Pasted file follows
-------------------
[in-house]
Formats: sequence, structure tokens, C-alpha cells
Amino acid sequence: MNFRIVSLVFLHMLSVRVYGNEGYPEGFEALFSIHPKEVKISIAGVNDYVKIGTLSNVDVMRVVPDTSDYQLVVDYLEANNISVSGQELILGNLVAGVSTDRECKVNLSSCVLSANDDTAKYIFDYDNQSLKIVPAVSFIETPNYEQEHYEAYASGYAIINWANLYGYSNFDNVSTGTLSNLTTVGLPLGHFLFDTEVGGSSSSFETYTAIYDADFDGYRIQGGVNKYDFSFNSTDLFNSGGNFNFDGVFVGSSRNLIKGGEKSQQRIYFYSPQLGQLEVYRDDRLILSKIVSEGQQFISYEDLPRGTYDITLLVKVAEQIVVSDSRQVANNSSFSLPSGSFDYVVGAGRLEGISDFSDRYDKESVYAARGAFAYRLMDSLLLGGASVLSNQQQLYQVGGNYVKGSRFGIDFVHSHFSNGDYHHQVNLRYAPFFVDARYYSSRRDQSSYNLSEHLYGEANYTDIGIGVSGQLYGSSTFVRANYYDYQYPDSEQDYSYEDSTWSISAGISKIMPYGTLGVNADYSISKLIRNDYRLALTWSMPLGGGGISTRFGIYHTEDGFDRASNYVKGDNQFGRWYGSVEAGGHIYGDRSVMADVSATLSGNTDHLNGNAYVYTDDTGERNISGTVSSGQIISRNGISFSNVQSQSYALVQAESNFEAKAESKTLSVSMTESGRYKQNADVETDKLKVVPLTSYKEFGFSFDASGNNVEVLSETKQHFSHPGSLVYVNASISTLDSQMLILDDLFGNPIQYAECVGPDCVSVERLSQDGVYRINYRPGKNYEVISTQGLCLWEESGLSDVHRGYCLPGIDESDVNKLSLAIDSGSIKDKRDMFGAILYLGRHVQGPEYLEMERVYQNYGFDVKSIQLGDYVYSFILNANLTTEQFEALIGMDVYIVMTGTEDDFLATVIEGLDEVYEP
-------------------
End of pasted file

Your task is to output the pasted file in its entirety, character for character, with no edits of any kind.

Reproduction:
[in-house]
Formats: sequence, structure tokens, C-alpha cells
Amino acid sequence: MNFRIVSLVFLHMLSVRVYGNEGYPEGFEALFSIHPKEVKISIAGVNDYVKIGTLSNVDVMRVVPDTSDYQLVVDYLEANNISVSGQELILGNLVAGVSTDRECKVNLSSCVLSANDDTAKYIFDYDNQSLKIVPAVSFIETPNYEQEHYEAYASGYAIINWANLYGYSNFDNVSTGTLSNLTTVGLPLGHFLFDTEVGGSSSSFETYTAIYDADFDGYRIQGGVNKYDFSFNSTDLFNSGGNFNFDGVFVGSSRNLIKGGEKSQQRIYFYSPQLGQLEVYRDDRLILSKIVSEGQQFISYEDLPRGTYDITLLVKVAEQIVVSDSRQVANNSSFSLPSGSFDYVVGAGRLEGISDFSDRYDKESVYAARGAFAYRLMDSLLLGGASVLSNQQQLYQVGGNYVKGSRFGIDFVHSHFSNGDYHHQVNLRYAPFFVDARYYSSRRDQSSYNLSEHLYGEANYTDIGIGVSGQLYGSSTFVRANYYDYQYPDSEQDYSYEDSTWSISAGISKIMPYGTLGVNADYSISKLIRNDYRLALTWSMPLGGGGISTRFGIYHTEDGFDRASNYVKGDNQFGRWYGSVEAGGHIYGDRSVMADVSATLSGNTDHLNGNAYVYTDDTGERNISGTVSSGQIISRNGISFSNVQSQSYALVQAESNFEAKAESKTLSVSMTESGRYKQNADVETDKLKVVPLTSYKEFGFSFDASGNNVEVLSETKQHFSHPGSLVYVNASISTLDSQMLILDDLFGNPIQYAECVGPDCVSVERLSQDGVYRINYRPGKNYEVISTQGLCLWEESGLSDVHRGYCLPGIDESDVNKLSLAIDSGSIKDKRDMFGAILYLGRHVQGPEYLEMERVYQNYGFDVKSIQLGDYVYSFILNANLTTEQFEALIGMDVYIVMTGTEDDFLATVIEGLDEVYEP